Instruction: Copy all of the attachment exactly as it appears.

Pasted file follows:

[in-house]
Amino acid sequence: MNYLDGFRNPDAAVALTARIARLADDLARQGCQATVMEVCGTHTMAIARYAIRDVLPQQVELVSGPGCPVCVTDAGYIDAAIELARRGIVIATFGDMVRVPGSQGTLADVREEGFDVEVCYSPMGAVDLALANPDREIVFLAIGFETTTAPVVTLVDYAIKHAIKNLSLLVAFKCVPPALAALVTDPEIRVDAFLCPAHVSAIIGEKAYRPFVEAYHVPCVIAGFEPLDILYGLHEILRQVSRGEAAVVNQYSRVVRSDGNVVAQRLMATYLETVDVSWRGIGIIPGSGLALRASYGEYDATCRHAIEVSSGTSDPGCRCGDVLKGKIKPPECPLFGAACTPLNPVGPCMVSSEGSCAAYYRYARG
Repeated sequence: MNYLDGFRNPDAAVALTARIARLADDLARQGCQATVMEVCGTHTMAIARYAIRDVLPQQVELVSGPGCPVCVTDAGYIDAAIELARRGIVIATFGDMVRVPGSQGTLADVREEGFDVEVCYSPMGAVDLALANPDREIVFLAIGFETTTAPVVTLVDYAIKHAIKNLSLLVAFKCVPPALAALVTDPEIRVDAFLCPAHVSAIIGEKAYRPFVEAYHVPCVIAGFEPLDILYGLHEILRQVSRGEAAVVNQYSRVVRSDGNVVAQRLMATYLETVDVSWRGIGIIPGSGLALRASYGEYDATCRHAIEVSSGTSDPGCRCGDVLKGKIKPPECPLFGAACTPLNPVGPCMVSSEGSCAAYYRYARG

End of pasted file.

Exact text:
[in-house]
Amino acid sequence: MNYLDGFRNPDAAVALTARIARLADDLARQGCQATVMEVCGTHTMAIARYAIRDVLPQQVELVSGPGCPVCVTDAGYIDAAIELARRGIVIATFGDMVRVPGSQGTLADVREEGFDVEVCYSPMGAVDLALANPDREIVFLAIGFETTTAPVVTLVDYAIKHAIKNLSLLVAFKCVPPALAALVTDPEIRVDAFLCPAHVSAIIGEKAYRPFVEAYHVPCVIAGFEPLDILYGLHEILRQVSRGEAAVVNQYSRVVRSDGNVVAQRLMATYLETVDVSWRGIGIIPGSGLALRASYGEYDATCRHAIEVSSGTSDPGCRCGDVLKGKIKPPECPLFGAACTPLNPVGPCMVSSEGSCAAYYRYARG
Repeated sequence: MNYLDGFRNPDAAVALTARIARLADDLARQGCQATVMEVCGTHTMAIARYAIRDVLPQQVELVSGPGCPVCVTDAGYIDAAIELARRGIVIATFGDMVRVPGSQGTLADVREEGFDVEVCYSPMGAVDLALANPDREIVFLAIGFETTTAPVVTLVDYAIKHAIKNLSLLVAFKCVPPALAALVTDPEIRVDAFLCPAHVSAIIGEKAYRPFVEAYHVPCVIAGFEPLDILYGLHEILRQVSRGEAAVVNQYSRVVRSDGNVVAQRLMATYLETVDVSWRGIGIIPGSGLALRASYGEYDATCRHAIEVSSGTSDPGCRCGDVLKGKIKPPECPLFGAACTPLNPVGPCMVSSEGSCAAYYRYARG